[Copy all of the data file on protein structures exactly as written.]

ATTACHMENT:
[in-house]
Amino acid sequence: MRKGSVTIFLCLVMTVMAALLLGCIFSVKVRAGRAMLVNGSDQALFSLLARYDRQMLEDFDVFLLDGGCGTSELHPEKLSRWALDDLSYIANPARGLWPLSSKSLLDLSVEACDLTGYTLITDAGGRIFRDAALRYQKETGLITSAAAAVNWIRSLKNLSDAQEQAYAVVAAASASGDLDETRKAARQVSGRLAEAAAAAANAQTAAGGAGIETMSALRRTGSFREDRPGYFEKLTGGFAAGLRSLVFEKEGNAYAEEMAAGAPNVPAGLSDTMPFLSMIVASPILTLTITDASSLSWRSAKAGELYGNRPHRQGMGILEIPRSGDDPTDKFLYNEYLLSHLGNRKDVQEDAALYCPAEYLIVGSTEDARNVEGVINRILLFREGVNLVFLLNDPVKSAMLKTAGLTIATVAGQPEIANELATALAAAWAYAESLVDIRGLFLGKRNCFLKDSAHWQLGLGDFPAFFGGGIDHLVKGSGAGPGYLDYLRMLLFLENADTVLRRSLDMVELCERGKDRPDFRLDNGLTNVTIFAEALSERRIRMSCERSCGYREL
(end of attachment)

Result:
[in-house]
Amino acid sequence: MRKGSVTIFLCLVMTVMAALLLGCIFSVKVRAGRAMLVNGSDQALFSLLARYDRQMLEDFDVFLLDGGCGTSELHPEKLSRWALDDLSYIANPARGLWPLSSKSLLDLSVEACDLTGYTLITDAGGRIFRDAALRYQKETGLITSAAAAVNWIRSLKNLSDAQEQAYAVVAAASASGDLDETRKAARQVSGRLAEAAAAAANAQTAAGGAGIETMSALRRTGSFREDRPGYFEKLTGGFAAGLRSLVFEKEGNAYAEEMAAGAPNVPAGLSDTMPFLSMIVASPILTLTITDASSLSWRSAKAGELYGNRPHRQGMGILEIPRSGDDPTDKFLYNEYLLSHLGNRKDVQEDAALYCPAEYLIVGSTEDARNVEGVINRILLFREGVNLVFLLNDPVKSAMLKTAGLTIATVAGQPEIANELATALAAAWAYAESLVDIRGLFLGKRNCFLKDSAHWQLGLGDFPAFFGGGIDHLVKGSGAGPGYLDYLRMLLFLENADTVLRRSLDMVELCERGKDRPDFRLDNGLTNVTIFAEALSERRIRMSCERSCGYREL